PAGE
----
Script brings you behind the scenes to get to know our family of contributors on a more personal level. Meet senior contributor Ray Morton, author of Meet the Reader.
Ray Morton is a senior contributor at Script, a writer and script consultant. His new book A Quick Guide to Screenwriting is available online and in bookstores. Morton analyzes screenplays for production companies, producers, and individual writers. He is available for private consultation and can be reached at firstname.lastname@example.org. Follow Ray on Twitter: @RayMorton1.
What was the first movie you ever remember seeing or the one that made the most impact on you as a child?
First movie I remember seeing (and it’s also the one that made the biggest impact on me): The original 1933 version of KING KONG. I watched it on TV with my dad.
First movie I ever saw in a theater: Walt Disney’s CHARLIE THE LONESOME COUGAR. We actually went to the theater to see a re-release of THE JUNGLE BOOK, which was on a double bill with CTLC. CHARLIE ran first.
The movie that made me want to make movies: CLOSE ENCOUNTERS OF THE THIRD KIND.
What’s your favorite movie of all time?
I can never answer that question. I don’t have one single favorite. It’s easier for me to answer the question “What movies will you always drop everything you are doing and watch?” KING KONG (1933). KING KONG (1976). CLOSE ENCOUNTERS OF THE THIRD KIND. SUPERMAN: THE MOVIE. JAWS. THE APARTMENT. LOCAL HERO. BRINGING UP BABY. ORDINARY PEOPLE.
What word or scenario do you never want to see in a screenplay again?
What profession did your parents want you to have?
If there was one, they never told me what it was. My folks were always very supportive of what I wanted to do.
What profession, other than your current one, would you like to try if you could have a do-over?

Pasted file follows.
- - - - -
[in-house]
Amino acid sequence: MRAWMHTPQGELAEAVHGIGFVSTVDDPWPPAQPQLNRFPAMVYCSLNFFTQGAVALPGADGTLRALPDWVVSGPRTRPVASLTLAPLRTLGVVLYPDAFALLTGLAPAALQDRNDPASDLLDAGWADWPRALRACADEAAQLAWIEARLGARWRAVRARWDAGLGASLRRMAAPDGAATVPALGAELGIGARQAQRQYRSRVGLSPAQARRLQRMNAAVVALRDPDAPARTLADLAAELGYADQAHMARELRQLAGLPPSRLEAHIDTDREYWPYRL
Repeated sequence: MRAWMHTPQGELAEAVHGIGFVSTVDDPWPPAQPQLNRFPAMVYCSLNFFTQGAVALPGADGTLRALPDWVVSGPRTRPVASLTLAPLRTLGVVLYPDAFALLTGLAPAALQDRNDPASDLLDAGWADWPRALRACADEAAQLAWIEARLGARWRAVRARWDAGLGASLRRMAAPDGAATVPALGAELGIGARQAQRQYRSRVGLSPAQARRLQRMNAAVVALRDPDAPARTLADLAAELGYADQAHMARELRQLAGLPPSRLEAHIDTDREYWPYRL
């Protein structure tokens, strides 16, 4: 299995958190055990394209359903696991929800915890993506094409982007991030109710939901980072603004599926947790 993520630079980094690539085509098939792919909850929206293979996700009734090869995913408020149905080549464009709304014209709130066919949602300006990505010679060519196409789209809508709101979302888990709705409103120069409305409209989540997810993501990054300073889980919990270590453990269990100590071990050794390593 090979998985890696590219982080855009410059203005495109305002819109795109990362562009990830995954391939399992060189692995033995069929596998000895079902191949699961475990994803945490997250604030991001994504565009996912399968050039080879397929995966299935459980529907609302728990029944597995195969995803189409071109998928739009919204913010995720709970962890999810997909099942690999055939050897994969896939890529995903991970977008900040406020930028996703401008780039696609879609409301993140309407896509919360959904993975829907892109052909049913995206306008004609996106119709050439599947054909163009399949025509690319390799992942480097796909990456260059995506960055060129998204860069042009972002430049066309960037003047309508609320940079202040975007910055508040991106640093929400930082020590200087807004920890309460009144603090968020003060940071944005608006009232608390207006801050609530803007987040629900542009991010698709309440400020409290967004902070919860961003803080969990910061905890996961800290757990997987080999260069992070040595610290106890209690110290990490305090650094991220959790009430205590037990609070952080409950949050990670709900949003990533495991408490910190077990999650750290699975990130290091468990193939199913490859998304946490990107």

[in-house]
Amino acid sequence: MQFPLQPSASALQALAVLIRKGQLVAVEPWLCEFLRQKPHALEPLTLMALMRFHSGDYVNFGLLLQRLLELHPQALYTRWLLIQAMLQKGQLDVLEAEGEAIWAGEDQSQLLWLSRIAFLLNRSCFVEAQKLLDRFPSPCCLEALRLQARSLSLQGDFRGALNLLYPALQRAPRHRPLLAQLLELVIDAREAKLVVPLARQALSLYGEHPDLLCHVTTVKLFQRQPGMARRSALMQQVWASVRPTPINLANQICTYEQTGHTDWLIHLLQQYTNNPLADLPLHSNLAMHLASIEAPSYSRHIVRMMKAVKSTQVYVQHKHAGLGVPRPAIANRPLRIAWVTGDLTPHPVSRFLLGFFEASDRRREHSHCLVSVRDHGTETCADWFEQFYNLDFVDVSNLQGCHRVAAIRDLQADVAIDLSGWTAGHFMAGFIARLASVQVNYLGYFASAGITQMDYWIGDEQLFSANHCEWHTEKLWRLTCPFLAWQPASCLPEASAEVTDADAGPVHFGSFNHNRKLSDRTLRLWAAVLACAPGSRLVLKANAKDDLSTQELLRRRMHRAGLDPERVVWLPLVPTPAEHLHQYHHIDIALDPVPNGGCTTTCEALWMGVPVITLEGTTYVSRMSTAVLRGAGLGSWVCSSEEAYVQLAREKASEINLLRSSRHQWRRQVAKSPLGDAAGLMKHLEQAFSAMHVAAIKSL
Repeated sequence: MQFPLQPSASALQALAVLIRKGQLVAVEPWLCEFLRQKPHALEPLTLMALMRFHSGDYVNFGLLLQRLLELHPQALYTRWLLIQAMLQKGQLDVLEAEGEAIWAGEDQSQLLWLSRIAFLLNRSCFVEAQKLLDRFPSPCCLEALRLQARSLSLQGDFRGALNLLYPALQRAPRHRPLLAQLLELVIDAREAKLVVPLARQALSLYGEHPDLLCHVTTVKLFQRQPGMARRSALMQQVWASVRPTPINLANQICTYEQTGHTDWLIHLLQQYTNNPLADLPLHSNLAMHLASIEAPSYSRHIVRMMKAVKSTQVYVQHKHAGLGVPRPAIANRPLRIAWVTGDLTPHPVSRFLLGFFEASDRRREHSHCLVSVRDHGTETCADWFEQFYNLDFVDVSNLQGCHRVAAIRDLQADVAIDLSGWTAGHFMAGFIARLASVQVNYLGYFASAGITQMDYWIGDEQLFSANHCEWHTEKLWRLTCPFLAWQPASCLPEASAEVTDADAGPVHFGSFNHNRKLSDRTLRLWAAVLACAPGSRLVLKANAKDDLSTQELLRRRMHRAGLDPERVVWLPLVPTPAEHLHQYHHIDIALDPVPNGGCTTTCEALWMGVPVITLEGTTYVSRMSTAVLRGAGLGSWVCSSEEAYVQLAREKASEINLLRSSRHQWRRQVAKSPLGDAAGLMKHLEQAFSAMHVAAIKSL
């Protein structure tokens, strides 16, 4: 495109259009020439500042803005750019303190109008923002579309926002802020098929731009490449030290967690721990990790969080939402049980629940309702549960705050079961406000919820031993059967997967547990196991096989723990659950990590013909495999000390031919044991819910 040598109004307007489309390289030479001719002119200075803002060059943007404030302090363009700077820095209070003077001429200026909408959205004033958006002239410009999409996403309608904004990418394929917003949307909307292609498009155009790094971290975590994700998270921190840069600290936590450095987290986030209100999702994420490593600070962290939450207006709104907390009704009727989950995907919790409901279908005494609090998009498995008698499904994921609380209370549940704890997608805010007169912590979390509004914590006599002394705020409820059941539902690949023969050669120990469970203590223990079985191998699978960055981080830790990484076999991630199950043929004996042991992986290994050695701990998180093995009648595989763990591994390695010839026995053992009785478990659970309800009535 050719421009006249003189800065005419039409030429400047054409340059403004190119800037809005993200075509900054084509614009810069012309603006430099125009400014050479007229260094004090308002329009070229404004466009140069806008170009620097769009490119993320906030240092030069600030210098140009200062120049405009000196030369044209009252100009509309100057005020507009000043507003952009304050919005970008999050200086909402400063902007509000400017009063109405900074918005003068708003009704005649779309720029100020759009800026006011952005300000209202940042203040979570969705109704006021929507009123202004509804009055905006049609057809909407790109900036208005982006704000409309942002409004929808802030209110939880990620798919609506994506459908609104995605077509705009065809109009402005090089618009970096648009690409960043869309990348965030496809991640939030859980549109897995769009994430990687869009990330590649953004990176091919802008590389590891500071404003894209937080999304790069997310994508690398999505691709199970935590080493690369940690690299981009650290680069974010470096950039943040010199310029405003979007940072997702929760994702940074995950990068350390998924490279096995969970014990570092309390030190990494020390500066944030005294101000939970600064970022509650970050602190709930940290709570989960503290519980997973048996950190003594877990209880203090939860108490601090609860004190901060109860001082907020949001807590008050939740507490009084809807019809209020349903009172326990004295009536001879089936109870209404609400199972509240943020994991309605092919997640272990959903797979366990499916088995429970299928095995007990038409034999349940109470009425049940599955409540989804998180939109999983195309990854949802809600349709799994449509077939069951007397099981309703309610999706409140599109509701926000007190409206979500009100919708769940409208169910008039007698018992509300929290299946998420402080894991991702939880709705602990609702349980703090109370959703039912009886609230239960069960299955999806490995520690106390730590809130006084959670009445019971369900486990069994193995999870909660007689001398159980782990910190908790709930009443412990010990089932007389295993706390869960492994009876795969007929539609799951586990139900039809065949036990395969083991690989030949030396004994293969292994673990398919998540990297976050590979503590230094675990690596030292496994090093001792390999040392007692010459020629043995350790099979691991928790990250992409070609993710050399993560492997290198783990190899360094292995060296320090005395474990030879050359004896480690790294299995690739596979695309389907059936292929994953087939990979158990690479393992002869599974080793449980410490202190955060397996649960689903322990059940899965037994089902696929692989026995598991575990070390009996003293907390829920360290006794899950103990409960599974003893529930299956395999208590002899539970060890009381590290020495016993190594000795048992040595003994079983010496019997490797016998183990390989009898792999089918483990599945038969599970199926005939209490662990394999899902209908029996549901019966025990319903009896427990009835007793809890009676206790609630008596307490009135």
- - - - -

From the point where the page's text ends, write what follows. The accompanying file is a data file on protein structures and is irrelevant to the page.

Reporter for The New York Times. Astronaut. I am not kidding about either of these.
What drew you to the entertainment industry and specifically, why did you want to help writers?
Answer to 1st question: I wanted to make movies. Answer to 2nd question: I saw so many talented people foiled by things they didn’t know that I did, and I thought I could help them by sharing that knowledge.
Tell us something we don’t know about you.
I don’t imagine there’s much you do know about me, and I’d like to keep it that way.
What do you wish you knew about the industry before you jumped in?
That it was more specifically a business than I thought it was.
If you could impart only one piece of knowledge onto writers, what would it be?
This is a profession. Learn how it works and learn how to conduct yourself as a professional.
If you could go back in time and talk to your 18-year-old self, what advice would you give?
Be more focused.
If you have any other fun tidbits you want to add, go for it!
Nobody cares about your hopes and dreams so don’t look to others to support or encourage them. Instead, encourage and support them yourself. But also learn how to translate those hopes and dreams into practical, achievable goals. Because if you don’t, you will not achieve them.
Read Ray Morton’s column, Meet the Reader
Ray’s website: raymorton.com
Follow Ray on Twitter: @raymorton1
Ray’s screenwriting books are available on Amazon.
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